Lemon Pepper Spatchcock Chicken
Roast chicken is one of the first things I tell budding home cooks to get comfortable with. It isn’t as hard as it may seem to make a really delicious one, but roasting a chicken can take 60-75 minutes which can be a bit of a stretch. It can also tough to cook the chicken evenly without drying out parts of it.
Enter the spatchcock chicken! The idea with this is that by flattening the chicken, it will roast faster and also cook more evenly. One caveat: You have to flatten a chicken! So, there is a bit more work on the front end of this recipe, but you can do that part in advance and it trims probably around 30 minutes off the roasting time.
If you get comfortable with this method, you can do this all on the grill as well for a fun early grilling season option, but the oven is much easier to control and if it’s your first spatchcock chicken, I’d recommend starting there!
- Preheat oven to 400 degrees F. Place a sturdy cast iron skillet in the oven to preheat as well.
- To prep the chicken, use kitchen shears to remove the backbone out of a whole roaster chicken. Rub the chicken with olive oil and season the chicken well with lemon pepper and kosher salt. You can prep the chicken up to 24 hours in advance up to this point.
- When ready to roast, slice a lemon and lay the slices in the middle of a baking dish. Place the chicken in the dish, skin-side up.
- Prep the veggies by halving the potatoes and cutting the carrots into about 1-inch pieces. Then toss with olive oil and salt and pepper. Pour the veggies around the edges of the spatchcocked chicken.
- Add a piece of clean foil to the top of the chicken and place the hot cast iron skillet on top of the foil to press the chicken down and apply direct heat to the top. Be careful!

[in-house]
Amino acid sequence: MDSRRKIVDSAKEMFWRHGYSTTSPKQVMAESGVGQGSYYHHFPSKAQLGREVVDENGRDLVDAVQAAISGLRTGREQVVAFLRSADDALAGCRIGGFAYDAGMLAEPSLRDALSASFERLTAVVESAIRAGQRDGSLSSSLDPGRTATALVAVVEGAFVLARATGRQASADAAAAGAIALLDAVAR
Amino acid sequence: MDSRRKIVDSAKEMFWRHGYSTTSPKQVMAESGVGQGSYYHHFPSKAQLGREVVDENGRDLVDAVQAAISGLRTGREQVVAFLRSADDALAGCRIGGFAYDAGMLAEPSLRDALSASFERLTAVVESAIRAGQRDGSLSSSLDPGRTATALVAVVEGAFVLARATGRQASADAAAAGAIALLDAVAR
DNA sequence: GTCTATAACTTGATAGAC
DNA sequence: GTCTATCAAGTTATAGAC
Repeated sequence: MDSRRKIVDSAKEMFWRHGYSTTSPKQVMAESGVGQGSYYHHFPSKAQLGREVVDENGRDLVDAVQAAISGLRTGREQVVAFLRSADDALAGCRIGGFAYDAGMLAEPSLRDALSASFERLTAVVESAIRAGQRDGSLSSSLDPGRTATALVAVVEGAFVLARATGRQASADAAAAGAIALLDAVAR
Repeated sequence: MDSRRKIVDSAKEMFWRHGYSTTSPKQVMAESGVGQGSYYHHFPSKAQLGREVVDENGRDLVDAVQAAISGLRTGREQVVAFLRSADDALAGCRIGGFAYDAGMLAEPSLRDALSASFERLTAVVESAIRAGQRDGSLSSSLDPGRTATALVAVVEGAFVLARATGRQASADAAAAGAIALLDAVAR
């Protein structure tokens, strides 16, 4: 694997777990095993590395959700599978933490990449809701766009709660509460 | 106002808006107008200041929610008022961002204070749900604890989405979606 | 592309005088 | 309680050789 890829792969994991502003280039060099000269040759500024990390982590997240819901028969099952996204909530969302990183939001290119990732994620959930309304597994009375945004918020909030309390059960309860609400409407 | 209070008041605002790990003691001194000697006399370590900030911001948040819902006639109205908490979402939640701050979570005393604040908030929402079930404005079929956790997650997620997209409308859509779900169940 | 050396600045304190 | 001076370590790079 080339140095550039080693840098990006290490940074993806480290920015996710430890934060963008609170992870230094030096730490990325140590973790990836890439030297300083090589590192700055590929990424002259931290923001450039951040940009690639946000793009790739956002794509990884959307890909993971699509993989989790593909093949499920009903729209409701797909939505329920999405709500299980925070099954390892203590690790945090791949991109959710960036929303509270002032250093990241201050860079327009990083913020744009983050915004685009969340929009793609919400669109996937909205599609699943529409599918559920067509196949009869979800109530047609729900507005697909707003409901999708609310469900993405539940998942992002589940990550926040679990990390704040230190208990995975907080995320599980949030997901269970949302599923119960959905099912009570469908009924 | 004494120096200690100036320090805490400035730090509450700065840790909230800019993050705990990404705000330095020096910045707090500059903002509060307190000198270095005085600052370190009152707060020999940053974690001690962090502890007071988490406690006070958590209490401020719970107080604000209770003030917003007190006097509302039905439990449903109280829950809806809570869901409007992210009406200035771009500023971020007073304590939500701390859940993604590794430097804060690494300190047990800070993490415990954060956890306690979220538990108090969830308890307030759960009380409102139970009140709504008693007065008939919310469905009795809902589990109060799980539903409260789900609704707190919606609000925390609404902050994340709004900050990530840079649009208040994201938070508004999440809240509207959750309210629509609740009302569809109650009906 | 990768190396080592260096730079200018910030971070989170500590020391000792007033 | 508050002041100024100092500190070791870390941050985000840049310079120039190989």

- Move the entire baking dish with the cast iron skillet to the oven. Roast for 15 minutes.
- Remove the cast iron skillet and foil from the chicken. Add fresh thyme to the dish (optional). Return to oven and roast for another 30 minutes.
- Chicken should be cooked through at this point but you should always check it with a meat thermometer to ensure it’s a safe temperature. The chicken should be 165-170 degrees F. in the thickest part of the thigh and breast.
- Remove the chicken from the oven, let it rest for a few minutes before slicing and serving!
Okay, let’s get the nitty-gritty part out of the way. The only true way to spatchcock a chicken is to take some kitchen shears and cut out the backbone of the chicken. Then it will lay flat. You can save the backbone in the freezer for chicken stock!
Once your chicken is flattened, rub it with some olive oil and season it liberally with lemon pepper and kosher salt. You want a pretty even layer over the entire chicken.
I’d recommend prepping the chicken up to this point in advance if possible. The chicken will be seasoned better if it sits like this overnight. Plus, it will make your cooking time easier if it’s done in advance!
You could just roast the chicken like this, but I recommend mixing up some hearty veggies to roast while the chicken is roasting. Might as well round out the meal!
I added some garlic cloves to the veggies but found they didn’t add much so left them out from the actual recipe.
For the cooking part, I’d recommend pressing the chicken so it gets some nice browning on the chicken skin. This isn’t a totally necessary step, but does help. As your oven preheats, also preheat a sturdy cast iron skillet in the oven. Then add a layer of foil to the chicken and add the cast iron skillet on top!
Stick this in a 400 degree F. oven for 15 minutes and then you can remove the cast iron skillet and the foil. This basically just encourages browning on the chicken since it’s roasting for a shorter time period.
Once the skillet is off, the chicken will probably need another 30 minutes of roasting time to finish up. Ultimately, use a meat thermometer to make sure it reaches a safe temperature of 165 degrees F. in the thickest part of the thigh and breast.
Let the chicken rest for a few minutes before slicing and serving!